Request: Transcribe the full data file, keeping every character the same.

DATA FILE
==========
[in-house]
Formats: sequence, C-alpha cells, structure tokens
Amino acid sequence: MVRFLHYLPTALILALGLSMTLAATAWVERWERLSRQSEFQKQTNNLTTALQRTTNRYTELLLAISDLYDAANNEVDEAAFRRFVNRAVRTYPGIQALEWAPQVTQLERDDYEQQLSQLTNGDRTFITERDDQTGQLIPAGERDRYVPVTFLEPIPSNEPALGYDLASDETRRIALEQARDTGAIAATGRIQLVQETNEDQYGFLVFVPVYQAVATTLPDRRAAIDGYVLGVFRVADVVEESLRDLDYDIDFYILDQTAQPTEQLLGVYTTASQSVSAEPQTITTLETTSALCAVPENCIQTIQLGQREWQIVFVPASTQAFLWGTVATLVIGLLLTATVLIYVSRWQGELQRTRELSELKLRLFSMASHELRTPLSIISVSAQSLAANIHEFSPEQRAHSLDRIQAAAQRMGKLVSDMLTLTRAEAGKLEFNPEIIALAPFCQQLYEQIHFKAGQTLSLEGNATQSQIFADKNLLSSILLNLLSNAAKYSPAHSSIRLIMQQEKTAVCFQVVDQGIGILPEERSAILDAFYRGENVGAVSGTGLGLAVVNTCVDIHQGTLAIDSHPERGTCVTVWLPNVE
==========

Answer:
[in-house]
Formats: sequence, C-alpha cells, structure tokens
Amino acid sequence: MVRFLHYLPTALILALGLSMTLAATAWVERWERLSRQSEFQKQTNNLTTALQRTTNRYTELLLAISDLYDAANNEVDEAAFRRFVNRAVRTYPGIQALEWAPQVTQLERDDYEQQLSQLTNGDRTFITERDDQTGQLIPAGERDRYVPVTFLEPIPSNEPALGYDLASDETRRIALEQARDTGAIAATGRIQLVQETNEDQYGFLVFVPVYQAVATTLPDRRAAIDGYVLGVFRVADVVEESLRDLDYDIDFYILDQTAQPTEQLLGVYTTASQSVSAEPQTITTLETTSALCAVPENCIQTIQLGQREWQIVFVPASTQAFLWGTVATLVIGLLLTATVLIYVSRWQGELQRTRELSELKLRLFSMASHELRTPLSIISVSAQSLAANIHEFSPEQRAHSLDRIQAAAQRMGKLVSDMLTLTRAEAGKLEFNPEIIALAPFCQQLYEQIHFKAGQTLSLEGNATQSQIFADKNLLSSILLNLLSNAAKYSPAHSSIRLIMQQEKTAVCFQVVDQGIGILPEERSAILDAFYRGENVGAVSGTGLGLAVVNTCVDIHQGTLAIDSHPERGTCVTVWLPNVE